6. Use Gift Guides to make Christmas Shopping easier - There are many incredible gift guides around at this time of year and they really can save you time searching for the ideal gift. You can find them in magazines, newspapers, on YouTube, Instagram, blogs etc. and there's something for everyone in your life. I loved putting together my Christmas Gift Guides for 2019, which include babies, children, children £10 and under, him & her, parents and him & her £20 and under
7. Get ahead - This applies to so many aspects of the festive period and is all about using time effectively and productively. Give out presents as early as possible to friends/teachers/nursery staff etc., sort out nativity outfits and send them into school, stock up on all the festive treats and then freeze, start wrapping presents when December begins, visit Christmassy places earlier to avoid the crowds, book to visit Father Christmas as soon as possible, organise toys in readiness for opening new ones on Christmas Day, stock up on batteries that new toys may need etc. 
8. Keep an eye on the date - This could be the last date to send a letter to Father Christmas via the Royal Mail, the last delivery date vary massively between companies so check them, the time left to get your family traditions fitted in, the Christmas films/tv programmes to record/watch on television, handing out your Christmas cards, booking that all important food delivery slot etc. December is the month to check the calendar every single day and not to leave things until the last minute.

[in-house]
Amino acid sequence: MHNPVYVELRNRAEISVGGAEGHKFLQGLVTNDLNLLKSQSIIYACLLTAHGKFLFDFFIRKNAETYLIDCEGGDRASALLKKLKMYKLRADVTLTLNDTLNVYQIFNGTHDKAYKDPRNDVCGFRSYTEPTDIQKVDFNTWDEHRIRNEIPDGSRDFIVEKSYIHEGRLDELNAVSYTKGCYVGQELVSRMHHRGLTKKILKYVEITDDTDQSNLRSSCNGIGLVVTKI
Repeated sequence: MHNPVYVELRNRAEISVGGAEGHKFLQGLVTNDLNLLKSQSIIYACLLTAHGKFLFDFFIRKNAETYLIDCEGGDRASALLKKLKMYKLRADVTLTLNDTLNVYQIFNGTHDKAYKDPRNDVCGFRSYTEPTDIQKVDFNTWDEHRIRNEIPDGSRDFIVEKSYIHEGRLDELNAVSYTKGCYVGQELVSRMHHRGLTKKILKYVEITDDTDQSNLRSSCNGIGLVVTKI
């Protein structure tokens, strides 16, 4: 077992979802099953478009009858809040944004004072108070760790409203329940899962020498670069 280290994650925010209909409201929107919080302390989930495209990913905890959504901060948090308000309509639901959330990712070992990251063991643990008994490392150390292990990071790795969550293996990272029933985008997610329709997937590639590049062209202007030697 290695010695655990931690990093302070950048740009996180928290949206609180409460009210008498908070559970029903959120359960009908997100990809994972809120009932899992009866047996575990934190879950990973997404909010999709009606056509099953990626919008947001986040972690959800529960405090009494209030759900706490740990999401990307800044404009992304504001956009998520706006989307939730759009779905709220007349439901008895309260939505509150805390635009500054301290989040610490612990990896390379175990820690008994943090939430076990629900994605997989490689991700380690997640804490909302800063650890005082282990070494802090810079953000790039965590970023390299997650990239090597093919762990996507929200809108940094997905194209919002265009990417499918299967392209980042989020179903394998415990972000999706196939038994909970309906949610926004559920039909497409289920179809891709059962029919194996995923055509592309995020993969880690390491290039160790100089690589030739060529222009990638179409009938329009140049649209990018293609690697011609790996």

9. Schedule festive events early - Everyone has their own set of traditions or things they like to do on the run up to Christmas, but it is one of the busiest times of the year so it pays to book early. Ensuring that all of your favourite activities are scheduled in way in advance takes away the stress and helps children to understand what is happening each day too. This could be ice skating, seeing Santa, visiting friends/family, going to a special restaurant, buying the Christmas tree etc. 
10. Try not to let the pressure get to you - There's no quicker way of making Christmas stressful than letting the pressure of getting everything perfect and doing everything get on top of you! Social media can especially be a challenge at this time of year, as you often see families living the 'perfect' life and doing every single festive activity you could think of. I know it's hard, but remember that social media is only a slice of someone's life and certainly isn't showing what you should be doing with your children. You do you and enjoy this merry time of year with your family.
What are your top tips for reducing stress and getting prepared for Christmas?

Feel free to leave a comment - I love reading every single one :)

Helen x


  1. Brilliant ideas. I’ve made a real conscious effort to be more organised this year but also not to push myself too far.

    Great advice.

  2. These are fab tips, thank you! I hope you all have a lovely (and stress-free!) Christmas x

  3. I often feel the pressure of organising everything. I agree wrap as you buy, to avoid the last minute wrapping frenzy!

  4. I have had a major wrapping session today and feel so much better that I have started now

  5. Today, I've declared myself finished with Christmas... If I haven't bought anything now, it's tough. All I have to do now, is drop my oldest to into town to pick up their presents.
    I'm done!!! :)

  6. I always aim to get all my presents done, wrapped, and sent of (if necessary) by the end of November. It means I can enjoy Advent, and there's no way I want to be standing at the post office in December. Both my boys have their birthdays in November, so I just finish up my Christmas shopping at the same time I'm doing their birthday presents.